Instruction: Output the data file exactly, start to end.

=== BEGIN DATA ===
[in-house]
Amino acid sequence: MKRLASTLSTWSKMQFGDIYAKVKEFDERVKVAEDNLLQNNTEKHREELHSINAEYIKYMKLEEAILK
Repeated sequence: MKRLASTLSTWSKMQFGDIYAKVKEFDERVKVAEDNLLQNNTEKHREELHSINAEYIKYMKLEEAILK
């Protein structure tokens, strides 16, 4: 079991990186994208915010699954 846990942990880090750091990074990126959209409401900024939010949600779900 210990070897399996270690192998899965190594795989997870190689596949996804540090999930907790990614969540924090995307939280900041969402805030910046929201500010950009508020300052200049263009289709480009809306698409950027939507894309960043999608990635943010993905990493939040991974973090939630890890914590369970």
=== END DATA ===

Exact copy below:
[in-house]
Amino acid sequence: MKRLASTLSTWSKMQFGDIYAKVKEFDERVKVAEDNLLQNNTEKHREELHSINAEYIKYMKLEEAILK
Repeated sequence: MKRLASTLSTWSKMQFGDIYAKVKEFDERVKVAEDNLLQNNTEKHREELHSINAEYIKYMKLEEAILK
């Protein structure tokens, strides 16, 4: 079991990186994208915010699954 846990942990880090750091990074990126959209409401900024939010949600779900 210990070897399996270690192998899965190594795989997870190689596949996804540090999930907790990614969540924090995307939280900041969402805030910046929201500010950009508020300052200049263009289709480009809306698409950027939507894309960043999608990635943010993905990493939040991974973090939630890890914590369970």